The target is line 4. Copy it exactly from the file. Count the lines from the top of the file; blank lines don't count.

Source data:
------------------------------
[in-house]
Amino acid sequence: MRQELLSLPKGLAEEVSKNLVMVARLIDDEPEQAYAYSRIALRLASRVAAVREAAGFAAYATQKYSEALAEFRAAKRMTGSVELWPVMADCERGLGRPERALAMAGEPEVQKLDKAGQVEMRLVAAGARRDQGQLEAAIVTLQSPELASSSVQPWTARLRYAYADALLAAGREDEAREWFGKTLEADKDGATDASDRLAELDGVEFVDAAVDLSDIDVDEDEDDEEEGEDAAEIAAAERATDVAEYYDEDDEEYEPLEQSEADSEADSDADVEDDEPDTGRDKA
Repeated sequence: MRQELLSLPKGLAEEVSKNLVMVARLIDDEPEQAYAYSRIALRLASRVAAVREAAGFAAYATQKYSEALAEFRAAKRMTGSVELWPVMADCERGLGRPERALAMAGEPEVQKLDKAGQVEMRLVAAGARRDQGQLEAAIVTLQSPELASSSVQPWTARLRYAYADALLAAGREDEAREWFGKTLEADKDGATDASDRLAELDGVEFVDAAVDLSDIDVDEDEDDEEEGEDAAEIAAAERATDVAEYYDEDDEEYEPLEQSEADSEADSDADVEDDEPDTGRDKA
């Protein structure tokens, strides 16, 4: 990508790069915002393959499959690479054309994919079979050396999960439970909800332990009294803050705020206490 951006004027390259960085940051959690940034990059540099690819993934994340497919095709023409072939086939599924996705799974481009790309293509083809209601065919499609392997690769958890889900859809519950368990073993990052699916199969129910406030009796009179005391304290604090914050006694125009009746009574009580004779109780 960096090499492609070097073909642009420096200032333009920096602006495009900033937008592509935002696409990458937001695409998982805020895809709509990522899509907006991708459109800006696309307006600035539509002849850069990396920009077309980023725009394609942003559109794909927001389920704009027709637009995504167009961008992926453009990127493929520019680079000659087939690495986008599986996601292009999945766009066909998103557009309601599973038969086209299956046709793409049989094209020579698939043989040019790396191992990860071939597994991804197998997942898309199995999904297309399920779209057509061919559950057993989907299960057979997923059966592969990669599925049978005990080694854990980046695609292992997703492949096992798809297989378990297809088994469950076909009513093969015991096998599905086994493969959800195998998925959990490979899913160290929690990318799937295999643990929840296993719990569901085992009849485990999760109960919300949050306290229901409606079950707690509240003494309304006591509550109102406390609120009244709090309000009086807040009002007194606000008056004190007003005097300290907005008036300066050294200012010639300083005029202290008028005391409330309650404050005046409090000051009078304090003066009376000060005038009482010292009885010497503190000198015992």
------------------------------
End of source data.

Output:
């Protein structure tokens, strides 16, 4: 990508790069915002393959499959690479054309994919079979050396999960439970909800332990009294803050705020206490 951006004027390259960085940051959690940034990059540099690819993934994340497919095709023409072939086939599924996705799974481009790309293509083809209601065919499609392997690769958890889900859809519950368990073993990052699916199969129910406030009796009179005391304290604090914050006694125009009746009574009580004779109780 960096090499492609070097073909642009420096200032333009920096602006495009900033937008592509935002696409990458937001695409998982805020895809709509990522899509907006991708459109800006696309307006600035539509002849850069990396920009077309980023725009394609942003559109794909927001389920704009027709637009995504167009961008992926453009990127493929520019680079000659087939690495986008599986996601292009999945766009066909998103557009309601599973038969086209299956046709793409049989094209020579698939043989040019790396191992990860071939597994991804197998997942898309199995999904297309399920779209057509061919559950057993989907299960057979997923059966592969990669599925049978005990080694854990980046695609292992997703492949096992798809297989378990297809088994469950076909009513093969015991096998599905086994493969959800195998998925959990490979899913160290929690990318799937295999643990929840296993719990569901085992009849485990999760109960919300949050306290229901409606079950707690509240003494309304006591509550109102406390609120009244709090309000009086807040009002007194606000008056004190007003005097300290907005008036300066050294200012010639300083005029202290008028005391409330309650404050005046409090000051009078304090003066009376000060005038009482010292009885010497503190000198015992």